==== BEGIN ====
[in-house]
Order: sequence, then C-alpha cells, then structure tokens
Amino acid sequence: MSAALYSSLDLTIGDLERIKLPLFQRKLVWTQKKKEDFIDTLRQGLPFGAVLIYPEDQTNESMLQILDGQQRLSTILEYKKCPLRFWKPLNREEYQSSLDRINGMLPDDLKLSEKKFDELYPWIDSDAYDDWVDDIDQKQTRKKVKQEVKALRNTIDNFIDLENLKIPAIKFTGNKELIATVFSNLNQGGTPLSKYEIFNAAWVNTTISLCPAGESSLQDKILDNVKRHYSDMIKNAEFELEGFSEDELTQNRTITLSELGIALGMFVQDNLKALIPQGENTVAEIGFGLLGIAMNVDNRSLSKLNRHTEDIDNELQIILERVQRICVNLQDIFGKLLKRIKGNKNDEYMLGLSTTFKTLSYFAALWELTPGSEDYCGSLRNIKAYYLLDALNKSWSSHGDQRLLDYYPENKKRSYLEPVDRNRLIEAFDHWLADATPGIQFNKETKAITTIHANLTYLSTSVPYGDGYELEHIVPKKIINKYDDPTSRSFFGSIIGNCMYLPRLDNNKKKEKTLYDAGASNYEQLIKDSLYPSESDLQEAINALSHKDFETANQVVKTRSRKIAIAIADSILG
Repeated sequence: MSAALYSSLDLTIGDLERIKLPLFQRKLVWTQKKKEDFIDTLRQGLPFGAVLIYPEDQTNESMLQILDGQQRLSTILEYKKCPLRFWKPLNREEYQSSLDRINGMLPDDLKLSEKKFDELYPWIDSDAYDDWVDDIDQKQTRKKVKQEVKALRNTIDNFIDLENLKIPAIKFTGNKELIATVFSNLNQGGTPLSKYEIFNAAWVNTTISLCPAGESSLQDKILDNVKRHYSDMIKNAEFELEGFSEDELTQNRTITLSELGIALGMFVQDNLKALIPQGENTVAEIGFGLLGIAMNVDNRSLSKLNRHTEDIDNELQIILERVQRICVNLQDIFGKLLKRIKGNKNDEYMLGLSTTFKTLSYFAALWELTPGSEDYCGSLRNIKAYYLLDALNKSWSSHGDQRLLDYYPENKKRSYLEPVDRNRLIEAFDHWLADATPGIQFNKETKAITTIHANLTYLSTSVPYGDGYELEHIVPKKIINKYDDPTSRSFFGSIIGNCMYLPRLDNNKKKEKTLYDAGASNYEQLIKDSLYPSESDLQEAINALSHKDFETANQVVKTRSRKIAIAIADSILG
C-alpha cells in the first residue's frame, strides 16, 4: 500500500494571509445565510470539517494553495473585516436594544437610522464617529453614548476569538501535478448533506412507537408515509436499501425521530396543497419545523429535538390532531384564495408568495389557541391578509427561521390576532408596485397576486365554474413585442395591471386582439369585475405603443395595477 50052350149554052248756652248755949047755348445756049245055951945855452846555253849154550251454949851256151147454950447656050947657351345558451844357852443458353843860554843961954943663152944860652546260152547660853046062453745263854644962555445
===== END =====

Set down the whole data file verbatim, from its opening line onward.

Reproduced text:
[in-house]
Order: sequence, then C-alpha cells, then structure tokens
Amino acid sequence: MSAALYSSLDLTIGDLERIKLPLFQRKLVWTQKKKEDFIDTLRQGLPFGAVLIYPEDQTNESMLQILDGQQRLSTILEYKKCPLRFWKPLNREEYQSSLDRINGMLPDDLKLSEKKFDELYPWIDSDAYDDWVDDIDQKQTRKKVKQEVKALRNTIDNFIDLENLKIPAIKFTGNKELIATVFSNLNQGGTPLSKYEIFNAAWVNTTISLCPAGESSLQDKILDNVKRHYSDMIKNAEFELEGFSEDELTQNRTITLSELGIALGMFVQDNLKALIPQGENTVAEIGFGLLGIAMNVDNRSLSKLNRHTEDIDNELQIILERVQRICVNLQDIFGKLLKRIKGNKNDEYMLGLSTTFKTLSYFAALWELTPGSEDYCGSLRNIKAYYLLDALNKSWSSHGDQRLLDYYPENKKRSYLEPVDRNRLIEAFDHWLADATPGIQFNKETKAITTIHANLTYLSTSVPYGDGYELEHIVPKKIINKYDDPTSRSFFGSIIGNCMYLPRLDNNKKKEKTLYDAGASNYEQLIKDSLYPSESDLQEAINALSHKDFETANQVVKTRSRKIAIAIADSILG
Repeated sequence: MSAALYSSLDLTIGDLERIKLPLFQRKLVWTQKKKEDFIDTLRQGLPFGAVLIYPEDQTNESMLQILDGQQRLSTILEYKKCPLRFWKPLNREEYQSSLDRINGMLPDDLKLSEKKFDELYPWIDSDAYDDWVDDIDQKQTRKKVKQEVKALRNTIDNFIDLENLKIPAIKFTGNKELIATVFSNLNQGGTPLSKYEIFNAAWVNTTISLCPAGESSLQDKILDNVKRHYSDMIKNAEFELEGFSEDELTQNRTITLSELGIALGMFVQDNLKALIPQGENTVAEIGFGLLGIAMNVDNRSLSKLNRHTEDIDNELQIILERVQRICVNLQDIFGKLLKRIKGNKNDEYMLGLSTTFKTLSYFAALWELTPGSEDYCGSLRNIKAYYLLDALNKSWSSHGDQRLLDYYPENKKRSYLEPVDRNRLIEAFDHWLADATPGIQFNKETKAITTIHANLTYLSTSVPYGDGYELEHIVPKKIINKYDDPTSRSFFGSIIGNCMYLPRLDNNKKKEKTLYDAGASNYEQLIKDSLYPSESDLQEAINALSHKDFETANQVVKTRSRKIAIAIADSILG
C-alpha cells in the first residue's frame, strides 16, 4: 500500500494571509445565510470539517494553495473585516436594544437610522464617529453614548476569538501535478448533506412507537408515509436499501425521530396543497419545523429535538390532531384564495408568495389557541391578509427561521390576532408596485397576486365554474413585442395591471386582439369585475405603443395595477 50052350149554052248756652248755949047755348445756049245055951945855452846555253849154550251454949851256151147454950447656050947657351345558451844357852443458353843860554843961954943663152944860652546260152547660853046062453745263854644962555445